Thinking Maths is a three-term structured professional learning program for Years 6-9 mathematics teachers to engage middle school students’ mathematics learning. The Thinking Maths program has been developed by the South Australian Department for Education (the Department), based on its Teaching for Effective Learning (TfEL) Framework. The program aims to address a significant drop in students’ mathematics performance in NAPLAN from Years 7 to Year 9.
The evaluation of Thinking Maths was independently conducted by the Australian Council for Educational Research (ACER) during February to October 2017. It involved over 7068 students (Years 5-10)2 in 158 government Primary and Secondary schools across South Australia.
Findings from the current evaluation show
A small positive effect of the intervention overall. Students whose teachers attended the Thinking Maths program made more progress in mathematics than similar students in business-as-usual classrooms. The small positive effect is equivalent to one month of additional learning progress. However, this effect was not statistically significant.
Across this cohort, there was also a small positive effect on students’ cognitive engagement and no effect on metacognitive strategies, which were not statistically significant. Students also showed a small and statistically significant increase in their mathematics anxiety.
There is stronger confidence about the differences between Primary and Secondary students’ achievement.
Primary students (Years 5-7) of Thinking Maths teachers made a learning gain of an additional two months, however for Secondary students (Years 8-10), there were two fewer months of learning progress.
The program had a large positive impact on how teachers perceived their pedagogical content knowledge, particularly at the Primary school level.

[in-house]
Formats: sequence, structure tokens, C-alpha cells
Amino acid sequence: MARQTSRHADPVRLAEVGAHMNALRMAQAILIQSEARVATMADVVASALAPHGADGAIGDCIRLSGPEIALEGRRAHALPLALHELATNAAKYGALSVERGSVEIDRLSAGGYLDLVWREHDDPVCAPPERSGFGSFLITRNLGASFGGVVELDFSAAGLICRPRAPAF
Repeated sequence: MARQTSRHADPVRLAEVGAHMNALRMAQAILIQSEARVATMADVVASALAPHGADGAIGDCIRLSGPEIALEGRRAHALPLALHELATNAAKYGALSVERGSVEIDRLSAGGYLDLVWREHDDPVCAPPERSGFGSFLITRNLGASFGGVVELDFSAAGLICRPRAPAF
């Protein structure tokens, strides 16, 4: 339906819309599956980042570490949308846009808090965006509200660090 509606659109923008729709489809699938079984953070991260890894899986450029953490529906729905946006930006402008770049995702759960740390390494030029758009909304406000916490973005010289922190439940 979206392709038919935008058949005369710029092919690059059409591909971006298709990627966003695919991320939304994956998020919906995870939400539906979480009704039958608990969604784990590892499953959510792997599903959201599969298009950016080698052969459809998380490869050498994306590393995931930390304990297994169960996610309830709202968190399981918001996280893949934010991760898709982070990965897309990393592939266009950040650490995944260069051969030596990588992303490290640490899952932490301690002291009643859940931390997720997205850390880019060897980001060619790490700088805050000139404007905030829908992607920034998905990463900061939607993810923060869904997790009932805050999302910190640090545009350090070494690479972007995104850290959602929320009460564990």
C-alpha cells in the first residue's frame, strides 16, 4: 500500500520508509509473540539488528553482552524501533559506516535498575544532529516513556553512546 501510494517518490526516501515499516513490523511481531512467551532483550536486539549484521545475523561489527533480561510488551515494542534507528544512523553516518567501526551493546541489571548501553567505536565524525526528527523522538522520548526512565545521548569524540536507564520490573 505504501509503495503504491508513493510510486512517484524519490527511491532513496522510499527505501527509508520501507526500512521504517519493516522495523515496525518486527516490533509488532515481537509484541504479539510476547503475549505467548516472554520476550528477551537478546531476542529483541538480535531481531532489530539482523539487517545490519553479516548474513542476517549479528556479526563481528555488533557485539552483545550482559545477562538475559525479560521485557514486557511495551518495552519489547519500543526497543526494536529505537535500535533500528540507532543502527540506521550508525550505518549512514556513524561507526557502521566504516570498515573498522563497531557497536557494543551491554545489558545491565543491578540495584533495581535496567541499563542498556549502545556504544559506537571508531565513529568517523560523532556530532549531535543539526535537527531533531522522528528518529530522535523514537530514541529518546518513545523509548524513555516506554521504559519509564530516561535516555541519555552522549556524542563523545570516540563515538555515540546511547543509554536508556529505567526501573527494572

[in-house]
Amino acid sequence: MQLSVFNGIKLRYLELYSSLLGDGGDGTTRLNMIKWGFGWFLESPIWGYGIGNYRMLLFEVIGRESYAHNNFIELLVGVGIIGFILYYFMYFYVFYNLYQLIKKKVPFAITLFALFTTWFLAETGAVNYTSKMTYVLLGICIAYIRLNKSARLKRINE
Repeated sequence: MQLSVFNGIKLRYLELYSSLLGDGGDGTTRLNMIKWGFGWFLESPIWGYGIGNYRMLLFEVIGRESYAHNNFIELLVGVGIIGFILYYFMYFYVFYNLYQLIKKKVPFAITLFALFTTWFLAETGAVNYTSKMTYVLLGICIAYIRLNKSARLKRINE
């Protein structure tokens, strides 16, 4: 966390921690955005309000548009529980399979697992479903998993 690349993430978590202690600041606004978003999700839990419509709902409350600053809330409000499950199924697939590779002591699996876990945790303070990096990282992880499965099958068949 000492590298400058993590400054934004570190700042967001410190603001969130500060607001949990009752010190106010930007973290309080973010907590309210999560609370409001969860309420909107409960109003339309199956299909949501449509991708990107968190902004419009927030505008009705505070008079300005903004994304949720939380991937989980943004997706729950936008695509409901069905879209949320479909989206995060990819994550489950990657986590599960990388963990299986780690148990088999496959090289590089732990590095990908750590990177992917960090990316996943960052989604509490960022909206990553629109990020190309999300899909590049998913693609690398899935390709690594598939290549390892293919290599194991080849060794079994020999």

Conflict between parents is a normal part of relationships. However, there is a large body of evidence that shows that parental conflict puts children’s mental health and long-term outcomes at risk when it is frequent, intense and poorly resolved.
This EIF sector briefing sets out how local government service commissioners and workforces can understand and address the risks to children associated with long-term, intense and poorly resolved conflict between parents.
The EEF have teamed up with Evidence Based Education to develop a new podcast – Trialled and Tested.
This first episode is on metacognition and self-regulated learning. EBE’s Jamie Scott talks to Alex Quigley (EEF Senior Associate) and Megan Dixon (Director of Aspirer Research School) to ask what is metacognition and self-regulation and how can approaches be implemented in the classroom? Caroline Creaby and Roger Higgins from Sandringham and Norwich Research Schools also contribute.
In August 2018, EEF Chief Executive Kevan Collins visited Australia. Matthew Deeble, Director at Evidence for Learning, spoke with him about how the EEF reached this point - through such initiatives as the development of the Teaching & Learning Toolkit, Guidance Reports, funding trials and its Research Schools Network.
In this podcast, Kevan talks about the initiatives the EEF are taking to bring new insight and new information in education, so educators can make a better decision about what to do in their school.
Tim Opie discusses the role youth work plays in the wellbeing of Wales’ young people. He says ‘….Youth work provides not only opportunities for young people aged 11-25 to build and re-build aspects of their lives, to reflect and evaluate but also provide learning programmes in their own right using techniques in supportive environments which offers an alternative for young people in seeking to achieve their full potential…’
The EWC is making funding of up to £2,000 per research project available to individuals or groups of registrants who wish to undertake action research projects based in your classroom or place of work, which will have an impact on your practice.
CaBan is the regional response to ‘Teaching Tomorrow’s Teachers: Options for the future of initial teacher education in Wales’ (2015). Its aims are to work in collaboration with regional schools and GwE to:
It is a partnership of five equal partners: a wide variety of Lead and Network schools; Bangor University, University of Chester; GwE; and CIEREI. The partnership has successfully been accredited by the EWC to offer: